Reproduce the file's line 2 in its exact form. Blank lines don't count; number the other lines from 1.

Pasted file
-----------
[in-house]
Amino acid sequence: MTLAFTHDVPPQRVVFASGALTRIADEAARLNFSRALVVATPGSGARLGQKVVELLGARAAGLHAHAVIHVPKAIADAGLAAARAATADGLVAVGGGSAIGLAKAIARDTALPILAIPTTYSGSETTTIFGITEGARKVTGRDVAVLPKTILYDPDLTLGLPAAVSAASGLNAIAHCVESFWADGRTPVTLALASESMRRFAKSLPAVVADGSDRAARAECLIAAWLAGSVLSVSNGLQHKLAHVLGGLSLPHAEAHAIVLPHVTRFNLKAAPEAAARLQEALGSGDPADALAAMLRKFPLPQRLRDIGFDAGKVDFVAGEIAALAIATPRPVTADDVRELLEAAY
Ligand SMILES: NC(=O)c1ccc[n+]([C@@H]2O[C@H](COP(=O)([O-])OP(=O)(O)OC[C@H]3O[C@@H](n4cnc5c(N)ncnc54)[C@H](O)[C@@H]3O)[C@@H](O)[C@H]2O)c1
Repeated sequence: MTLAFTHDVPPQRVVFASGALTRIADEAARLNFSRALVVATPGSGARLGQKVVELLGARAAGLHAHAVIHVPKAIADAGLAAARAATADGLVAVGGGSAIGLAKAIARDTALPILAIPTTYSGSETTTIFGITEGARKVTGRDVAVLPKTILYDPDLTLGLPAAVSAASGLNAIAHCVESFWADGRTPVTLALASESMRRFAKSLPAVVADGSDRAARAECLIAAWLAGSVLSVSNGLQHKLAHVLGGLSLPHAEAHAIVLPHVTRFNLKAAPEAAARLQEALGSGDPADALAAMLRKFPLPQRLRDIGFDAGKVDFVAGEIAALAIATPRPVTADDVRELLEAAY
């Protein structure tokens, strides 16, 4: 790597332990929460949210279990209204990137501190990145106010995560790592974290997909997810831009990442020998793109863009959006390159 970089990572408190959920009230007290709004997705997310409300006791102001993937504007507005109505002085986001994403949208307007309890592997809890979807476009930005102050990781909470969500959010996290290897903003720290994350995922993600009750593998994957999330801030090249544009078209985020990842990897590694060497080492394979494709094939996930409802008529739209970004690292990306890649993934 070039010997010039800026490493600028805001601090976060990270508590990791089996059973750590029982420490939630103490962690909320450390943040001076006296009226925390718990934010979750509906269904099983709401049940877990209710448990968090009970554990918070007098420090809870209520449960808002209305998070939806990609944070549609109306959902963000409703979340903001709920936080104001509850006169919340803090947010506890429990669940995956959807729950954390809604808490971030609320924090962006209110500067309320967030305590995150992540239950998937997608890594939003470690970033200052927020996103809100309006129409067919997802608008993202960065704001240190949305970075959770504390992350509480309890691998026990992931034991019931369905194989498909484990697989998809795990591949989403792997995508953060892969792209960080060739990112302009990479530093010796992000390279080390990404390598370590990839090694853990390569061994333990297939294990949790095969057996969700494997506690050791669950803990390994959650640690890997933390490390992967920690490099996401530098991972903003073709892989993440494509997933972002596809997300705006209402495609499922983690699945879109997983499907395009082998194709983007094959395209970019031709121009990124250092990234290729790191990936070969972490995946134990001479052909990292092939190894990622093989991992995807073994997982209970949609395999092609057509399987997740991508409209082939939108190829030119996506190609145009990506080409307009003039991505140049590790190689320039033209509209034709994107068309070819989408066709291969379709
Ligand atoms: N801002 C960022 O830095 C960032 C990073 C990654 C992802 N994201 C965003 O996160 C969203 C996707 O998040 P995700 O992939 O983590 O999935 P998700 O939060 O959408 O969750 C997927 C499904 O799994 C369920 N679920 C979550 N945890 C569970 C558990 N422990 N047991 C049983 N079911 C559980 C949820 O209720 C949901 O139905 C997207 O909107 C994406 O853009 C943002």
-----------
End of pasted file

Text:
Amino acid sequence: MTLAFTHDVPPQRVVFASGALTRIADEAARLNFSRALVVATPGSGARLGQKVVELLGARAAGLHAHAVIHVPKAIADAGLAAARAATADGLVAVGGGSAIGLAKAIARDTALPILAIPTTYSGSETTTIFGITEGARKVTGRDVAVLPKTILYDPDLTLGLPAAVSAASGLNAIAHCVESFWADGRTPVTLALASESMRRFAKSLPAVVADGSDRAARAECLIAAWLAGSVLSVSNGLQHKLAHVLGGLSLPHAEAHAIVLPHVTRFNLKAAPEAAARLQEALGSGDPADALAAMLRKFPLPQRLRDIGFDAGKVDFVAGEIAALAIATPRPVTADDVRELLEAAY